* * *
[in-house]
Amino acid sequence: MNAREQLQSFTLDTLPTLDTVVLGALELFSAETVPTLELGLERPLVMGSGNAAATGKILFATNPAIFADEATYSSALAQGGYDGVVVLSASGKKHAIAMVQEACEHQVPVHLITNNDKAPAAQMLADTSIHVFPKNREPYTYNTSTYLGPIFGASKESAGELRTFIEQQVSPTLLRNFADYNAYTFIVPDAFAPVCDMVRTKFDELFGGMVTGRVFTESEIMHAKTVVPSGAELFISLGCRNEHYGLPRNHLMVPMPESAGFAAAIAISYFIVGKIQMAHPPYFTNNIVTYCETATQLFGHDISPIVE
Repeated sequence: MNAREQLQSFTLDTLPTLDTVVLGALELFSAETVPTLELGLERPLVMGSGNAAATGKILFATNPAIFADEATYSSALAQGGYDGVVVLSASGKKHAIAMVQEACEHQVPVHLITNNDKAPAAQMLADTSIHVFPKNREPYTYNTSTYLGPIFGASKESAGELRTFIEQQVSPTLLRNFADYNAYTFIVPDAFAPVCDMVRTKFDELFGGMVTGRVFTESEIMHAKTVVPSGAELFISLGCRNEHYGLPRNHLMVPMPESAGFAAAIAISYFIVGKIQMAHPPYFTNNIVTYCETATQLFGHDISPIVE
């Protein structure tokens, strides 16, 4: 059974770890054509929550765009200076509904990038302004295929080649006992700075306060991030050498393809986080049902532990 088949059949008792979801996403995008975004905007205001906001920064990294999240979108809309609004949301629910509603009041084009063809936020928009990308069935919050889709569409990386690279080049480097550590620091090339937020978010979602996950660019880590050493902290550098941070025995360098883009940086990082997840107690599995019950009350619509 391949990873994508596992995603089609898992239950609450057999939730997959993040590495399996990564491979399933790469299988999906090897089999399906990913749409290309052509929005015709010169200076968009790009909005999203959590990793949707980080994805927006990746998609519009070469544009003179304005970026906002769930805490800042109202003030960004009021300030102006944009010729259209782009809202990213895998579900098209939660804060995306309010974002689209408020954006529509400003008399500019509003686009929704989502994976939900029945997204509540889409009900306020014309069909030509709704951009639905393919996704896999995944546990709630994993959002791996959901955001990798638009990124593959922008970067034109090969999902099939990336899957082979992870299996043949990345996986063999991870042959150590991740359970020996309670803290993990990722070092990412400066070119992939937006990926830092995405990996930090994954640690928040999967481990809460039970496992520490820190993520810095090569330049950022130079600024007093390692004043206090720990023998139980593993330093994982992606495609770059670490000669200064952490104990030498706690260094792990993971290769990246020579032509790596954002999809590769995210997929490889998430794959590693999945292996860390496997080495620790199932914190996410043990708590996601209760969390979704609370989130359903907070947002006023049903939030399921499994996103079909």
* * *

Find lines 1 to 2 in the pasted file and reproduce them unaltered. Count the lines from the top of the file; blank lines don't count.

[in-house]
Amino acid sequence: MNAREQLQSFTLDTLPTLDTVVLGALELFSAETVPTLELGLERPLVMGSGNAAATGKILFATNPAIFADEATYSSALAQGGYDGVVVLSASGKKHAIAMVQEACEHQVPVHLITNNDKAPAAQMLADTSIHVFPKNREPYTYNTSTYLGPIFGASKESAGELRTFIEQQVSPTLLRNFADYNAYTFIVPDAFAPVCDMVRTKFDELFGGMVTGRVFTESEIMHAKTVVPSGAELFISLGCRNEHYGLPRNHLMVPMPESAGFAAAIAISYFIVGKIQMAHPPYFTNNIVTYCETATQLFGHDISPIVE